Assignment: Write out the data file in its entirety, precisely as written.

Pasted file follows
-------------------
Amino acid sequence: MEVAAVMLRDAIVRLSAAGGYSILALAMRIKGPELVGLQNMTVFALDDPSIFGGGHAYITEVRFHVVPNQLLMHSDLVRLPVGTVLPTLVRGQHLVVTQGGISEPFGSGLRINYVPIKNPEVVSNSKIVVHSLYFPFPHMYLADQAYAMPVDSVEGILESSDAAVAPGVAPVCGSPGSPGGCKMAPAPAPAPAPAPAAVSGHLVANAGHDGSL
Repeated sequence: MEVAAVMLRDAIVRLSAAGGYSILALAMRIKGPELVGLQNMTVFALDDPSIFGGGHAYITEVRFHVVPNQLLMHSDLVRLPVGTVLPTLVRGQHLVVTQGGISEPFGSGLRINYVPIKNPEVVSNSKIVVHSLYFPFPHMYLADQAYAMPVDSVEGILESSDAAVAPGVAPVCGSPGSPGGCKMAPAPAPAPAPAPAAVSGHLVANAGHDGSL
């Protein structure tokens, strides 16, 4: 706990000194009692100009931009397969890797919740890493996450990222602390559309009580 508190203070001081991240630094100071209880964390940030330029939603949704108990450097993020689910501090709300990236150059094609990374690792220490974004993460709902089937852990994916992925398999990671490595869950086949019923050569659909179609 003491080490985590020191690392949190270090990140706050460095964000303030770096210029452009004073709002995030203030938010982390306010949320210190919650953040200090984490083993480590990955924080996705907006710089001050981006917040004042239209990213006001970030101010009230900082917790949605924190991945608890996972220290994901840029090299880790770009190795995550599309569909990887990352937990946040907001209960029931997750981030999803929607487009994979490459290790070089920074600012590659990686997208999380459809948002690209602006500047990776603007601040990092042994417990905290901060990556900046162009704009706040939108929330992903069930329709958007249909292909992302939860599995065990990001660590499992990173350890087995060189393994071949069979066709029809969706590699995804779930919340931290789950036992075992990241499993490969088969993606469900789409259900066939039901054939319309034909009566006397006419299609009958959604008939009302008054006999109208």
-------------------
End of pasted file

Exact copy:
Amino acid sequence: MEVAAVMLRDAIVRLSAAGGYSILALAMRIKGPELVGLQNMTVFALDDPSIFGGGHAYITEVRFHVVPNQLLMHSDLVRLPVGTVLPTLVRGQHLVVTQGGISEPFGSGLRINYVPIKNPEVVSNSKIVVHSLYFPFPHMYLADQAYAMPVDSVEGILESSDAAVAPGVAPVCGSPGSPGGCKMAPAPAPAPAPAPAAVSGHLVANAGHDGSL
Repeated sequence: MEVAAVMLRDAIVRLSAAGGYSILALAMRIKGPELVGLQNMTVFALDDPSIFGGGHAYITEVRFHVVPNQLLMHSDLVRLPVGTVLPTLVRGQHLVVTQGGISEPFGSGLRINYVPIKNPEVVSNSKIVVHSLYFPFPHMYLADQAYAMPVDSVEGILESSDAAVAPGVAPVCGSPGSPGGCKMAPAPAPAPAPAPAAVSGHLVANAGHDGSL
């Protein structure tokens, strides 16, 4: 706990000194009692100009931009397969890797919740890493996450990222602390559309009580 508190203070001081991240630094100071209880964390940030330029939603949704108990450097993020689910501090709300990236150059094609990374690792220490974004993460709902089937852990994916992925398999990671490595869950086949019923050569659909179609 003491080490985590020191690392949190270090990140706050460095964000303030770096210029452009004073709002995030203030938010982390306010949320210190919650953040200090984490083993480590990955924080996705907006710089001050981006917040004042239209990213006001970030101010009230900082917790949605924190991945608890996972220290994901840029090299880790770009190795995550599309569909990887990352937990946040907001209960029931997750981030999803929607487009994979490459290790070089920074600012590659990686997208999380459809948002690209602006500047990776603007601040990092042994417990905290901060990556900046162009704009706040939108929330992903069930329709958007249909292909992302939860599995065990990001660590499992990173350890087995060189393994071949069979066709029809969706590699995804779930919340931290789950036992075992990241499993490969088969993606469900789409259900066939039901054939319309034909009566006397006419299609009958959604008939009302008054006999109208």